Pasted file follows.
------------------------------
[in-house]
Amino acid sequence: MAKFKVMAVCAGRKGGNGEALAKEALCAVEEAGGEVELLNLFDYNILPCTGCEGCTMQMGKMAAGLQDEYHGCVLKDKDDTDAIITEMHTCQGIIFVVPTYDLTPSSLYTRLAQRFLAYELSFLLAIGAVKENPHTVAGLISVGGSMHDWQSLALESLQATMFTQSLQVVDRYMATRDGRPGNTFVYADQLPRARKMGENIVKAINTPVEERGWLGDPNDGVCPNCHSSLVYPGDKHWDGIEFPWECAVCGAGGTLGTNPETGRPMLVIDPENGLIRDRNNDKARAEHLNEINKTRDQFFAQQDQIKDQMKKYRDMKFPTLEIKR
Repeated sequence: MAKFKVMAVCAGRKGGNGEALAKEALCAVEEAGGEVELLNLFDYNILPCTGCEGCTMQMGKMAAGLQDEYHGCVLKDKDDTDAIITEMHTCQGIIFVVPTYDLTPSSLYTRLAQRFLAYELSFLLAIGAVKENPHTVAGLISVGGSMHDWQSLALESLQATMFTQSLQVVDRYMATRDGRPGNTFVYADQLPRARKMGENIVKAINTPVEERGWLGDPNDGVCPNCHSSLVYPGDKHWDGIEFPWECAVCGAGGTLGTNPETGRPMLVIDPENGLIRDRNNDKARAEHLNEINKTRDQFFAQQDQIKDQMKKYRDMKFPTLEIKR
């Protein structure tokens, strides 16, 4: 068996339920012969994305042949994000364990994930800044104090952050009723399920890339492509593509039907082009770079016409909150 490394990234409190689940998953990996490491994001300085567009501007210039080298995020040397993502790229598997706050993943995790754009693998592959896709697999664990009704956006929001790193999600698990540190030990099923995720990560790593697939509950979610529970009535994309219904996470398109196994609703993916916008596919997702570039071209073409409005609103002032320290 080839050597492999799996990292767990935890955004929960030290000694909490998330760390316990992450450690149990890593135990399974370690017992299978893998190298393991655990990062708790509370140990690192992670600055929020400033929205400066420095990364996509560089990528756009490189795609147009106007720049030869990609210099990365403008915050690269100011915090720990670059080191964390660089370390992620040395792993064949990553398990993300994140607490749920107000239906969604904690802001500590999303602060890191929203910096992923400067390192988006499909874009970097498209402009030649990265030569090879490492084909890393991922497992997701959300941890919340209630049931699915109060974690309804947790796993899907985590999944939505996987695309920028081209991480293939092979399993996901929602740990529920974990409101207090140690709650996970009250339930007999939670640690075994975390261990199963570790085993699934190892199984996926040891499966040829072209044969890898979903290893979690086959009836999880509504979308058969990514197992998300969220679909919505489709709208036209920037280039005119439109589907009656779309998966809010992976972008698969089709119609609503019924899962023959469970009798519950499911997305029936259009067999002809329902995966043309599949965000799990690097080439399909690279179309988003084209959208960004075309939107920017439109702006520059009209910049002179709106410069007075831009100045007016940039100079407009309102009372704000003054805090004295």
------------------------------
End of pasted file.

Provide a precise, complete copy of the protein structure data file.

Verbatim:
[in-house]
Amino acid sequence: MAKFKVMAVCAGRKGGNGEALAKEALCAVEEAGGEVELLNLFDYNILPCTGCEGCTMQMGKMAAGLQDEYHGCVLKDKDDTDAIITEMHTCQGIIFVVPTYDLTPSSLYTRLAQRFLAYELSFLLAIGAVKENPHTVAGLISVGGSMHDWQSLALESLQATMFTQSLQVVDRYMATRDGRPGNTFVYADQLPRARKMGENIVKAINTPVEERGWLGDPNDGVCPNCHSSLVYPGDKHWDGIEFPWECAVCGAGGTLGTNPETGRPMLVIDPENGLIRDRNNDKARAEHLNEINKTRDQFFAQQDQIKDQMKKYRDMKFPTLEIKR
Repeated sequence: MAKFKVMAVCAGRKGGNGEALAKEALCAVEEAGGEVELLNLFDYNILPCTGCEGCTMQMGKMAAGLQDEYHGCVLKDKDDTDAIITEMHTCQGIIFVVPTYDLTPSSLYTRLAQRFLAYELSFLLAIGAVKENPHTVAGLISVGGSMHDWQSLALESLQATMFTQSLQVVDRYMATRDGRPGNTFVYADQLPRARKMGENIVKAINTPVEERGWLGDPNDGVCPNCHSSLVYPGDKHWDGIEFPWECAVCGAGGTLGTNPETGRPMLVIDPENGLIRDRNNDKARAEHLNEINKTRDQFFAQQDQIKDQMKKYRDMKFPTLEIKR
């Protein structure tokens, strides 16, 4: 068996339920012969994305042949994000364990994930800044104090952050009723399920890339492509593509039907082009770079016409909150 490394990234409190689940998953990996490491994001300085567009501007210039080298995020040397993502790229598997706050993943995790754009693998592959896709697999664990009704956006929001790193999600698990540190030990099923995720990560790593697939509950979610529970009535994309219904996470398109196994609703993916916008596919997702570039071209073409409005609103002032320290 080839050597492999799996990292767990935890955004929960030290000694909490998330760390316990992450450690149990890593135990399974370690017992299978893998190298393991655990990062708790509370140990690192992670600055929020400033929205400066420095990364996509560089990528756009490189795609147009106007720049030869990609210099990365403008915050690269100011915090720990670059080191964390660089370390992620040395792993064949990553398990993300994140607490749920107000239906969604904690802001500590999303602060890191929203910096992923400067390192988006499909874009970097498209402009030649990265030569090879490492084909890393991922497992997701959300941890919340209630049931699915109060974690309804947790796993899907985590999944939505996987695309920028081209991480293939092979399993996901929602740990529920974990409101207090140690709650996970009250339930007999939670640690075994975390261990199963570790085993699934190892199984996926040891499966040829072209044969890898979903290893979690086959009836999880509504979308058969990514197992998300969220679909919505489709709208036209920037280039005119439109589907009656779309998966809010992976972008698969089709119609609503019924899962023959469970009798519950499911997305029936259009067999002809329902995966043309599949965000799990690097080439399909690279179309988003084209959208960004075309939107920017439109702006520059009209910049002179709106410069007075831009100045007016940039100079407009309102009372704000003054805090004295």